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Thread: Recommendations for Newbies
06-19-04, 08:18 #1
Recommendations for Newbies
When newbies ask for recommendations for "full details", including first-time marring removal, they are bombarded with recommendations. There are just *so* many good products out there...and so many factors that need to be taken into account, such as ease-of-use, effectiveness, and product compatibility.
Many of these people are working by hand (no PC), and as most of us "old hands" know, removing marring by hand isn't easy.
While each of us has our favorites (which we can debate forever), newbies just want to make a huge improvement (*in their eyes*) with minimal effort and a nice, steep learning curve (lots of learning over a short period of time).
I sometimes worry that we recommend products/procedures that are either too hard/complicated or potentially ineffective when employed by beginners. Consider that people often try, unsuccessfully, to remove marring in b/c with Meg's #9 or 3M SMR. Think of how DACP (a very good product) can be a little tricky until you get the hang of it and may/may not need a follow up with a milder product. As for AIO/SG- *I* think the K twins are incredibly user-friendly, but plenty of people think otherwise (especially about SG). Sealants often require an alcohol spritzer, which sounds sorta over-the-top to many people, and which might uncover marring best left "concealed", at least for a beginner.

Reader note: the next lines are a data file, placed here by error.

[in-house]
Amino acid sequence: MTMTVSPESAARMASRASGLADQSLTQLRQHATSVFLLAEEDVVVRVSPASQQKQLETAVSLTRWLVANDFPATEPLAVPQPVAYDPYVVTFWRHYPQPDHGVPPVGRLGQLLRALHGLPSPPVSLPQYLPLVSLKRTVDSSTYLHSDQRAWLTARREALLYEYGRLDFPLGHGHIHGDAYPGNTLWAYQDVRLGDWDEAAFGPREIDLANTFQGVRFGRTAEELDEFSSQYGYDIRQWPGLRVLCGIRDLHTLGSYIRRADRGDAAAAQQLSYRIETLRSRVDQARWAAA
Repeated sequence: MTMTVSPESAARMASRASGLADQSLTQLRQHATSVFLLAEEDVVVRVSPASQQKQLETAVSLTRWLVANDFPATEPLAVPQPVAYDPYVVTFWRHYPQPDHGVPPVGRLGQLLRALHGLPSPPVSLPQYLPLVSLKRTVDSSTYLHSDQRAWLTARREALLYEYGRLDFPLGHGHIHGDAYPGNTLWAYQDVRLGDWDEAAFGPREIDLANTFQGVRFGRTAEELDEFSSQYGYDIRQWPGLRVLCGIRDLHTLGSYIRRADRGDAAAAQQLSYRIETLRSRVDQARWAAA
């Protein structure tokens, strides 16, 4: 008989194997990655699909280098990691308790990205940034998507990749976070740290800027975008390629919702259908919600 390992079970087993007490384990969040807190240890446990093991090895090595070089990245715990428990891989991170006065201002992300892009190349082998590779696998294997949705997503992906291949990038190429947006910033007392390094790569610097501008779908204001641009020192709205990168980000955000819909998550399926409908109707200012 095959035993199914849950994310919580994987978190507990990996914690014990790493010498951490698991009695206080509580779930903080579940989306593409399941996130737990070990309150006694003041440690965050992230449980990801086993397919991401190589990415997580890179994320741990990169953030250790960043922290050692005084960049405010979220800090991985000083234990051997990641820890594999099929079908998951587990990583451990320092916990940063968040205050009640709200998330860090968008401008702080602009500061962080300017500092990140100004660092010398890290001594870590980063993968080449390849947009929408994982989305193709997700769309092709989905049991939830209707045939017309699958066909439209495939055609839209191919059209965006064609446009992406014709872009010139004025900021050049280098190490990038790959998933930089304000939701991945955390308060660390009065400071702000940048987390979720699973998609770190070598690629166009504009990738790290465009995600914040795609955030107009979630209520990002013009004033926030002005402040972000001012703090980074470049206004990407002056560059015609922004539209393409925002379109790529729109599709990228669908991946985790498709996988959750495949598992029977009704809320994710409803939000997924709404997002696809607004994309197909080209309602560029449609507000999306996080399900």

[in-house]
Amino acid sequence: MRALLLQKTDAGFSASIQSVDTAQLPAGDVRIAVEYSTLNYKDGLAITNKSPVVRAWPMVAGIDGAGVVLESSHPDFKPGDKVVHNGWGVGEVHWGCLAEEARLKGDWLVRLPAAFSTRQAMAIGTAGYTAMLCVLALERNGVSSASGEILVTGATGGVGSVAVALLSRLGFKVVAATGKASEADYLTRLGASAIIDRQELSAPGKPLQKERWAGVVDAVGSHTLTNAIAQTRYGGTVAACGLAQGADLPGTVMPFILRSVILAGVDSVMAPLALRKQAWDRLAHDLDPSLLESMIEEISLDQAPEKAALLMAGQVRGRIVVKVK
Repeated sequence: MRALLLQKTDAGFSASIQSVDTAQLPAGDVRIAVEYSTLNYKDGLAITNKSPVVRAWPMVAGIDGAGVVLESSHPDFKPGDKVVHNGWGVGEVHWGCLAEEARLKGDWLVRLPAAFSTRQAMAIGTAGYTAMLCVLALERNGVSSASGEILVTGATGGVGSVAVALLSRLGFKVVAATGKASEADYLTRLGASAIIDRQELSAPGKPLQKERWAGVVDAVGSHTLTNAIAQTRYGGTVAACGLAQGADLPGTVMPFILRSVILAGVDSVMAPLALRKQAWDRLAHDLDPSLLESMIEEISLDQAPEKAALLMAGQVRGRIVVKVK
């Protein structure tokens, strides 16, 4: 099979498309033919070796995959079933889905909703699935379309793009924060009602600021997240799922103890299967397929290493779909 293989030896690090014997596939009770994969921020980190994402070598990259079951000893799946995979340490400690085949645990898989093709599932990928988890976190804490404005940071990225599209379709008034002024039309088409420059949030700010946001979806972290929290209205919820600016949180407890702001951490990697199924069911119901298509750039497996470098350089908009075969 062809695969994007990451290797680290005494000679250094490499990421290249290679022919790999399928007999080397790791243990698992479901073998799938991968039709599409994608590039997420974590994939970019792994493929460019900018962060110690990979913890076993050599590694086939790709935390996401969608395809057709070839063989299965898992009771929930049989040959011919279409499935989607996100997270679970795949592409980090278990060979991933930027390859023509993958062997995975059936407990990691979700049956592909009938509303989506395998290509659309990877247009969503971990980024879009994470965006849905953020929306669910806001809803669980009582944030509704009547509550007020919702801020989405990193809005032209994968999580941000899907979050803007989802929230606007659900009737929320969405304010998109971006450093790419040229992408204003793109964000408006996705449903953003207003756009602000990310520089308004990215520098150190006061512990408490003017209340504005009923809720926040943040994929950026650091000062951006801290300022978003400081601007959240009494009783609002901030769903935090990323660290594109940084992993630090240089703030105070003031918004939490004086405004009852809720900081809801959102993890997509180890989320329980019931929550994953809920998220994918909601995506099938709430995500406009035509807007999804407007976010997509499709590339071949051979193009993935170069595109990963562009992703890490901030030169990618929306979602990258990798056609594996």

Some of the non-Autopians I'm coaching in this stuff are teaching me that we might need to keep the whole thing *VERY* simple and easy or they'll just say "forget it" and go back to cleaner-wax or even the neighborhood carwash.
So what's the easiest approach for a first-timer that's likely to give good results?
My $0.02- I haven't found *any* polishes that work as well by hand as 1Z (and I think they're pretty tough to beat by machine as well), and they leave wax behind, so immediate LSPing isn't really mandatory (good after a long day of polishing). Meg's #80 is about the only other thing I can think of that fits the bill, but I haven't tried PoorBoy's stuff. I'm still sorta undecided about a LSP to recommend over them, though. I'd like to say Meg's #16, but some think it's hard to use. Maybe Souveran, but it's sorta expensive. So I guess S100- it's easy (pretty much fool-proof) and cheap and can be found at Harley dealers.
That makes *my* newbie recommendation 1Z polishes (probably Paint Polish) or Meg's Speed Glaze, topped with S100. Soliciting other opinions....Too Many ads? Becoming a member of Autopia has its privileges. Sign up here .
The most interesting man in all of Autopia Land. (<--I didn't enter that!)
06-19-04, 08:52 #2
That sounds about right. I tried so many times to remove swirls with SMR and i never saw a thing being removed or filled. Frustrating to say the least. The 1z's are awesome! But MP is just too mild. Someone here called it a cleaner wax and that sounds about right. Great post.
Another tip: You might have to divide your polishing into days because you will start to get sloppy as you get tired.
06-19-04, 09:00 #3
Before I got my PC...1Z PP was the best to use by hand for me anyways.Can't argue that one. I like using #16 now but I could see where some could have trouble using it.Good write up.
06-19-04, 09:34 #4
I agree with the 1Z polishes for newbie but let's not forget Glanz Wax. A really great but underrated LSP, easy to apply and remove.
I also try to supply newb's with links to all the "important" stuff.....the eBook, the "learn" buttom and the Definitive PC thread. Sometimes searching for a particular term can be quite overwhelming but these basic links can get them on a get start if they take the time to read. I know I learned a tremendous amount of knowledge from the eBook and the PC threads. I throw in my nod to 1Z but I think some just prefer the over-the-counter products and the eBook and such explains a lot about the mainstay products that are tried and true.'96 Jeep Cherokee Country - White - Gray Leather Interior